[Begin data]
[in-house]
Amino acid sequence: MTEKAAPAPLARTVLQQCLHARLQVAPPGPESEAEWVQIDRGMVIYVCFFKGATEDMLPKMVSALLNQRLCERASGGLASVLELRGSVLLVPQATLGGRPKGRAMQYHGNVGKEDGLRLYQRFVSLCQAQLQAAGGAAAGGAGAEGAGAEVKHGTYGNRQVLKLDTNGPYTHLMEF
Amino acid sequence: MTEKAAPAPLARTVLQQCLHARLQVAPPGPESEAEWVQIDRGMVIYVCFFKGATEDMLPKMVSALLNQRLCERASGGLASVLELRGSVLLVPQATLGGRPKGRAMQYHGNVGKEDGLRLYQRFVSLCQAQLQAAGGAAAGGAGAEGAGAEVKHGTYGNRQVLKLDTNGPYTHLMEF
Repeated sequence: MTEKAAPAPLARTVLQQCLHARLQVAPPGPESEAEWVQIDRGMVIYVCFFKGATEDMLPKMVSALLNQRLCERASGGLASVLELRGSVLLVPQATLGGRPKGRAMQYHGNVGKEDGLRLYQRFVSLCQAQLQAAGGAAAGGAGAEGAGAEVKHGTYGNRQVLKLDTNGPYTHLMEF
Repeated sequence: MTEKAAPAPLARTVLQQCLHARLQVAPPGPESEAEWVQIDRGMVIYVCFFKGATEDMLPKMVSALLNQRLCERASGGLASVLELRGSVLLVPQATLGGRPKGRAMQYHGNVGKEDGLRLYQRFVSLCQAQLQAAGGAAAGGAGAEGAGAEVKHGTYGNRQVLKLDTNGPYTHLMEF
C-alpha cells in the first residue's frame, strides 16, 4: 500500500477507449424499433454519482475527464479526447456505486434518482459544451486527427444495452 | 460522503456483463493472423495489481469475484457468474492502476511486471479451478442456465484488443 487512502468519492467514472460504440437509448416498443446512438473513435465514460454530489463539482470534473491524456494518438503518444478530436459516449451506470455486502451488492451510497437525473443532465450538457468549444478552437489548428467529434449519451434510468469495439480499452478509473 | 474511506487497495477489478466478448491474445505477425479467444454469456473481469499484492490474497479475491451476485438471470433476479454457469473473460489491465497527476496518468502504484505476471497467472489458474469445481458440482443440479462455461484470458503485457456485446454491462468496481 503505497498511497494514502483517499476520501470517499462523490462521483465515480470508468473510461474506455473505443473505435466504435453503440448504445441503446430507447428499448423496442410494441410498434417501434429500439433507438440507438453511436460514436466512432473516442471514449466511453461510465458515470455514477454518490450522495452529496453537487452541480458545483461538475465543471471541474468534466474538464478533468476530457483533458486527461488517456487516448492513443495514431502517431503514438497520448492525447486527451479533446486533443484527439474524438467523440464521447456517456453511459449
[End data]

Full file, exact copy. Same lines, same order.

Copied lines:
[in-house]
Amino acid sequence: MTEKAAPAPLARTVLQQCLHARLQVAPPGPESEAEWVQIDRGMVIYVCFFKGATEDMLPKMVSALLNQRLCERASGGLASVLELRGSVLLVPQATLGGRPKGRAMQYHGNVGKEDGLRLYQRFVSLCQAQLQAAGGAAAGGAGAEGAGAEVKHGTYGNRQVLKLDTNGPYTHLMEF
Amino acid sequence: MTEKAAPAPLARTVLQQCLHARLQVAPPGPESEAEWVQIDRGMVIYVCFFKGATEDMLPKMVSALLNQRLCERASGGLASVLELRGSVLLVPQATLGGRPKGRAMQYHGNVGKEDGLRLYQRFVSLCQAQLQAAGGAAAGGAGAEGAGAEVKHGTYGNRQVLKLDTNGPYTHLMEF
Repeated sequence: MTEKAAPAPLARTVLQQCLHARLQVAPPGPESEAEWVQIDRGMVIYVCFFKGATEDMLPKMVSALLNQRLCERASGGLASVLELRGSVLLVPQATLGGRPKGRAMQYHGNVGKEDGLRLYQRFVSLCQAQLQAAGGAAAGGAGAEGAGAEVKHGTYGNRQVLKLDTNGPYTHLMEF
Repeated sequence: MTEKAAPAPLARTVLQQCLHARLQVAPPGPESEAEWVQIDRGMVIYVCFFKGATEDMLPKMVSALLNQRLCERASGGLASVLELRGSVLLVPQATLGGRPKGRAMQYHGNVGKEDGLRLYQRFVSLCQAQLQAAGGAAAGGAGAEGAGAEVKHGTYGNRQVLKLDTNGPYTHLMEF
C-alpha cells in the first residue's frame, strides 16, 4: 500500500477507449424499433454519482475527464479526447456505486434518482459544451486527427444495452 | 460522503456483463493472423495489481469475484457468474492502476511486471479451478442456465484488443 487512502468519492467514472460504440437509448416498443446512438473513435465514460454530489463539482470534473491524456494518438503518444478530436459516449451506470455486502451488492451510497437525473443532465450538457468549444478552437489548428467529434449519451434510468469495439480499452478509473 | 474511506487497495477489478466478448491474445505477425479467444454469456473481469499484492490474497479475491451476485438471470433476479454457469473473460489491465497527476496518468502504484505476471497467472489458474469445481458440482443440479462455461484470458503485457456485446454491462468496481 503505497498511497494514502483517499476520501470517499462523490462521483465515480470508468473510461474506455473505443473505435466504435453503440448504445441503446430507447428499448423496442410494441410498434417501434429500439433507438440507438453511436460514436466512432473516442471514449466511453461510465458515470455514477454518490450522495452529496453537487452541480458545483461538475465543471471541474468534466474538464478533468476530457483533458486527461488517456487516448492513443495514431502517431503514438497520448492525447486527451479533446486533443484527439474524438467523440464521447456517456453511459449